(Maurice Blumberg was the founding Executive Director of the National Fellowship of Catholic Men (http://www.nfcmusa.org/), and is currently a Trustee. He is also the Director of Partner Relations for Partners in Evangelism, (http://www2.wau.org/partners/), a Ministry to the Military and Prisoners for The Word Among Us. Maurice can be contacted at email@example.com or firstname.lastname@example.org.)
[Many thanks to The Word Among Us for allowing us to adapt material from daily meditations in their monthly devotional magazine. Used with permission.]
Questions for Reflection/Discussion by Catholic Men
1. Take a few minutes to reflect on the Scripture verses at the beginning of this article? What do you think God is trying to reveal to you in these Scriptures?
2. When you read the stories of the faith-filled men and women men in Hebrews 11, do they inspire you and lift up your faith or do they make you feel guilty about your own level of faith? Why?
3. The article speaks of our heavenly Father as a “perfect, all-knowing, and loving Father who desires to give us good things (Matthew 7:11).” How does your image of God the Father compare to this description of him, and the way he is depicted in Matthew 7:11 and other Scriptures? How does this image affect how you pray and live out your faith?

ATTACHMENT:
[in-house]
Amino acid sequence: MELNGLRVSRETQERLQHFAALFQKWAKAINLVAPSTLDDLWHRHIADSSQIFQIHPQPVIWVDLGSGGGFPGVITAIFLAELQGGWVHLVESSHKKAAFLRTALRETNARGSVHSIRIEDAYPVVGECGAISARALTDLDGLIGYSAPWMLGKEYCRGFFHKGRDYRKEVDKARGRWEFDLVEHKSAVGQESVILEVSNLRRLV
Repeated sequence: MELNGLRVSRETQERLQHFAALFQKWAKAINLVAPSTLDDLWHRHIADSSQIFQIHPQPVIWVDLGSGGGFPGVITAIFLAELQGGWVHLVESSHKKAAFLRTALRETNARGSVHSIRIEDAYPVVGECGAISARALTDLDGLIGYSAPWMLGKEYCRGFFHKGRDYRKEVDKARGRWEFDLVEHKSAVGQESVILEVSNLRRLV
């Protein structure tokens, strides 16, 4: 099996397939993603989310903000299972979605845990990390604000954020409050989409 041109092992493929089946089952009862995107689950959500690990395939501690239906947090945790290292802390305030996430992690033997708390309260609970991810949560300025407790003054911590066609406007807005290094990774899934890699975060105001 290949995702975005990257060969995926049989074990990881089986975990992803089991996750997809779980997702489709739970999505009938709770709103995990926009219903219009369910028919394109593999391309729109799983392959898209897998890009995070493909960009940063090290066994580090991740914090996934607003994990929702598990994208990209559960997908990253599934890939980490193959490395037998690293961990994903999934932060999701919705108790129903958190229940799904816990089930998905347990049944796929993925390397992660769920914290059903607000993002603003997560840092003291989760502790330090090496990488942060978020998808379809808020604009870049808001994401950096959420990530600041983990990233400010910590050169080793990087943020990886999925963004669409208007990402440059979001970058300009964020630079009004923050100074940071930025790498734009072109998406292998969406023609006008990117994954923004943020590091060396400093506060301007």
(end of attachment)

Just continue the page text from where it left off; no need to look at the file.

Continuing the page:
4. In the article, we hear these words: “Jesus promised that if our faith were as small as a mustard seed, it could still move mountains (Matthew 17:20). We just need to tend to this seed and watch it grow and bear marvelous fruit. The Old Testament heroes of faith didn’t get that way magically. They tended their faith, exercising it in the daily routines of their lives.” The article also gives some examples of how we can “tend” our faith. What steps can you take to tend and help deepen your faith so it is a more active part of your life?
5. In what ways can you, and the other men in your church, support one another in strengthening each other’s faith?
6. If you are in a men’s group, end your meeting by praying to the Lord that each of you would come to know in a deeper way how much your heavenly Father loves you, and that your trust in him would increase. Use the prayer at the end of the article as the starting point.